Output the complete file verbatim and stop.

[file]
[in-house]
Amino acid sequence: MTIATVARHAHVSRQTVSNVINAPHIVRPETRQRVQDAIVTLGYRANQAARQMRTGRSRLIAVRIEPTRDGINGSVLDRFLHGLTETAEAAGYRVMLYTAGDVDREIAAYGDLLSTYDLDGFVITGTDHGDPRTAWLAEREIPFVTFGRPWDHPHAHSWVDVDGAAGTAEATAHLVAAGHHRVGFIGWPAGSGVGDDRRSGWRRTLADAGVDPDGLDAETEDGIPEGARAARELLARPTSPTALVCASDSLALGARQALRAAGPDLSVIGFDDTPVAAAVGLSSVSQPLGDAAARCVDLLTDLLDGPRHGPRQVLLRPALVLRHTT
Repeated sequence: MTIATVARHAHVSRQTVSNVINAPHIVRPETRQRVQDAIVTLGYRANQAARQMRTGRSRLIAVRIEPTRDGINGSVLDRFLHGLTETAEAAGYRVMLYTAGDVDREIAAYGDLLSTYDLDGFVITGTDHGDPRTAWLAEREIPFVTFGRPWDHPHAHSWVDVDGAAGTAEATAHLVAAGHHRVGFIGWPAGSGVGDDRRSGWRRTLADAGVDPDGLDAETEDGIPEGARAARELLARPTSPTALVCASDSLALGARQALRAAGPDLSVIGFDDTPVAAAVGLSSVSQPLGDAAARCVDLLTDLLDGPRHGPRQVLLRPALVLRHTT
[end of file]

[in-house]
Amino acid sequence: MTIATVARHAHVSRQTVSNVINAPHIVRPETRQRVQDAIVTLGYRANQAARQMRTGRSRLIAVRIEPTRDGINGSVLDRFLHGLTETAEAAGYRVMLYTAGDVDREIAAYGDLLSTYDLDGFVITGTDHGDPRTAWLAEREIPFVTFGRPWDHPHAHSWVDVDGAAGTAEATAHLVAAGHHRVGFIGWPAGSGVGDDRRSGWRRTLADAGVDPDGLDAETEDGIPEGARAARELLARPTSPTALVCASDSLALGARQALRAAGPDLSVIGFDDTPVAAAVGLSSVSQPLGDAAARCVDLLTDLLDGPRHGPRQVLLRPALVLRHTT
Repeated sequence: MTIATVARHAHVSRQTVSNVINAPHIVRPETRQRVQDAIVTLGYRANQAARQMRTGRSRLIAVRIEPTRDGINGSVLDRFLHGLTETAEAAGYRVMLYTAGDVDREIAAYGDLLSTYDLDGFVITGTDHGDPRTAWLAEREIPFVTFGRPWDHPHAHSWVDVDGAAGTAEATAHLVAAGHHRVGFIGWPAGSGVGDDRRSGWRRTLADAGVDPDGLDAETEDGIPEGARAARELLARPTSPTALVCASDSLALGARQALRAAGPDLSVIGFDDTPVAAAVGLSSVSQPLGDAAARCVDLLTDLLDGPRHGPRQVLLRPALVLRHTT